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Authorities in South Florida are trying to figure out how a woman who went missing nearly six years ago ended up in an upright freezer that was brought to a scrap metal warehouse in February. The Sun Sentinel reports  the scrap metal company’s owner called police after making the discovery in March. The medical examiner later identified the body as 30-year-old Heather Anne Lacey. 

Lacey’s family lost contact with her in 2013. The medical examiner was withholding autopsy results and it wasn’t clear how the woman died, the paper reports. 

Her body may not have been discovered but for the February death of Jonathan Escarzaga, 36, whose decomposing body was found in an apartment in nearby Hollywood, Florida.

The apartment manager hired Lilian Argueta’s company to take away the appliances, including the freezer. They were stored in a warehouse until Argueta opened the freezer about a month later. Argueta told the paper she at first thought the body might be a mannequin.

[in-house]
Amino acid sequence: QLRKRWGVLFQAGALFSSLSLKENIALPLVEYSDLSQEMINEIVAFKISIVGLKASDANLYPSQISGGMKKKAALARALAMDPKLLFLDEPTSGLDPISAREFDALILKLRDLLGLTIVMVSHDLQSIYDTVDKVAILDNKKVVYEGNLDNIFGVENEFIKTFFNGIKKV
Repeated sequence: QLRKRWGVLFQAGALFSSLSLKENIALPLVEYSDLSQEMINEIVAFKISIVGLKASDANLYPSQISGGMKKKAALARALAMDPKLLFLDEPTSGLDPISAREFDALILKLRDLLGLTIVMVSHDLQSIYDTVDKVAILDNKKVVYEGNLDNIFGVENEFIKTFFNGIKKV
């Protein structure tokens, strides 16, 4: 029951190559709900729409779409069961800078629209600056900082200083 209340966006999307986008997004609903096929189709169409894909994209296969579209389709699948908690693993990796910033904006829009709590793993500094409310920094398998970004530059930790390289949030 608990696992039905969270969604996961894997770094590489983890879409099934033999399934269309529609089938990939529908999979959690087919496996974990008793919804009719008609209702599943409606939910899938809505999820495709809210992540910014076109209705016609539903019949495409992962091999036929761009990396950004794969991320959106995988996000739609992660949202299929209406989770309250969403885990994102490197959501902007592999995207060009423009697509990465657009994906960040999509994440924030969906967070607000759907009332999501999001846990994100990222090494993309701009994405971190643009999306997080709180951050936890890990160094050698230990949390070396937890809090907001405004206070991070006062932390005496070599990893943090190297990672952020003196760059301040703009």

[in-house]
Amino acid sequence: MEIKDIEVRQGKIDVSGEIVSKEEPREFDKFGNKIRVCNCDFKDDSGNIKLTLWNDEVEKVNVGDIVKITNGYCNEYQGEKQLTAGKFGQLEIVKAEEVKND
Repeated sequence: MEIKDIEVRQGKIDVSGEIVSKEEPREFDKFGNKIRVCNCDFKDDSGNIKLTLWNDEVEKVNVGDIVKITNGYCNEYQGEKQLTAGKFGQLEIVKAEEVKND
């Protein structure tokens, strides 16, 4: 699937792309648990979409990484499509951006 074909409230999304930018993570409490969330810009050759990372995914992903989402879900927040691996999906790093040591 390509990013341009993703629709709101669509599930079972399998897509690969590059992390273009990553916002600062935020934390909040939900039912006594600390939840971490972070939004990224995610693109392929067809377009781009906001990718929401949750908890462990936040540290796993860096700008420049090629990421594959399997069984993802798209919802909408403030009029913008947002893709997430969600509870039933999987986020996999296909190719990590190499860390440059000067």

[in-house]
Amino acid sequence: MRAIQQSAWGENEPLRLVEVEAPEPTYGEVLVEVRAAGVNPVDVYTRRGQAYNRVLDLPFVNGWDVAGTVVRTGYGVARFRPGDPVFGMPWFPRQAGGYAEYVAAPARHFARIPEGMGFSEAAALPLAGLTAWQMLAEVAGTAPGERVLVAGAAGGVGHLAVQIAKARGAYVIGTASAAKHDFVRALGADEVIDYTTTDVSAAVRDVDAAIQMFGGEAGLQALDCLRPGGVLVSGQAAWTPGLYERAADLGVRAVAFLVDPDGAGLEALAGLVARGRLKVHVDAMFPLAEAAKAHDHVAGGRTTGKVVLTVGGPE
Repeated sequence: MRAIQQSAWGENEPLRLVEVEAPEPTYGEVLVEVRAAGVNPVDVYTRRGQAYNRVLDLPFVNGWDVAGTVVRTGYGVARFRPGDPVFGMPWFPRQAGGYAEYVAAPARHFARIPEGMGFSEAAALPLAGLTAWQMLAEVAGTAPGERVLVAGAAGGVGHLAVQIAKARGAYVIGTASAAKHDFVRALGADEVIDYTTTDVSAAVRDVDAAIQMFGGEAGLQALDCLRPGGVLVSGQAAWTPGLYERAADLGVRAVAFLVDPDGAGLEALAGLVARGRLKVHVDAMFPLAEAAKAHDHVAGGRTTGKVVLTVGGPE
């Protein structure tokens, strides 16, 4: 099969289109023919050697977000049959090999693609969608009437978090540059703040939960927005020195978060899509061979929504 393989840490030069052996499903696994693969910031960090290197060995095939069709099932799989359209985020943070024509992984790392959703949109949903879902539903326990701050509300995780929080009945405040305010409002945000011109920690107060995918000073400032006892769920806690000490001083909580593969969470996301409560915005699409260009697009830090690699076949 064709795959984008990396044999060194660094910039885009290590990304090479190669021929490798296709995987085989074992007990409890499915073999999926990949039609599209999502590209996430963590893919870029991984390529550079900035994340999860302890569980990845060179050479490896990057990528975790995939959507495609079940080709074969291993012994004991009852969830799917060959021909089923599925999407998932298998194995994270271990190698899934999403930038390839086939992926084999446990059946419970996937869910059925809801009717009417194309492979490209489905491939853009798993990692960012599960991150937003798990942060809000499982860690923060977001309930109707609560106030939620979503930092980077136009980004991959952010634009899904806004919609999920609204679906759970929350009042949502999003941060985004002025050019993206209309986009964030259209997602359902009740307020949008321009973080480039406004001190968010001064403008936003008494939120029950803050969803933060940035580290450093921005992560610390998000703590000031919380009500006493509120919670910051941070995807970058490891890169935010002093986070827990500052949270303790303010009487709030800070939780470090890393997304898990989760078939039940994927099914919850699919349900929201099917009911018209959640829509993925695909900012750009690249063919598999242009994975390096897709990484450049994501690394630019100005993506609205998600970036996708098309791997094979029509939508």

“I thought, ‘It can’t be a person,'” Argueta said. “But there was a bad odor.”

Hollywood police are investigating. They said Escarzaga was a freelance airplane mechanic. The medical examiner’s office couldn’t determine how he died. An autopsy didn’t detect drugs in his system and there were reportedly no signs of recent injuries.

The newspaper reported that the building manager didn’t know how long the freezer had been inside Escarzaga’s apartment. He said Escarzaga had not called for any repairs since 2017.

Police haven’t said when Escarzaga and Lacey died or whether they knew each other. Her family says they didn’t know of him. It’s also not known how long Lacey’s body was in a freezer. 

Lacey was divorced and the mother of three children, the paper reports. Her family told the paper she attended college and held down a several jobs, but struggled with drug abuse and got involved with prostitution.

“She was a very smart girl and had a lot going for her and unfortunately, her downfall was getting into drugs, doing drugs and being addicted,” Patti Palumbo, Lacey’s mother, told the paper. “It put her in a cycle that led us here.”

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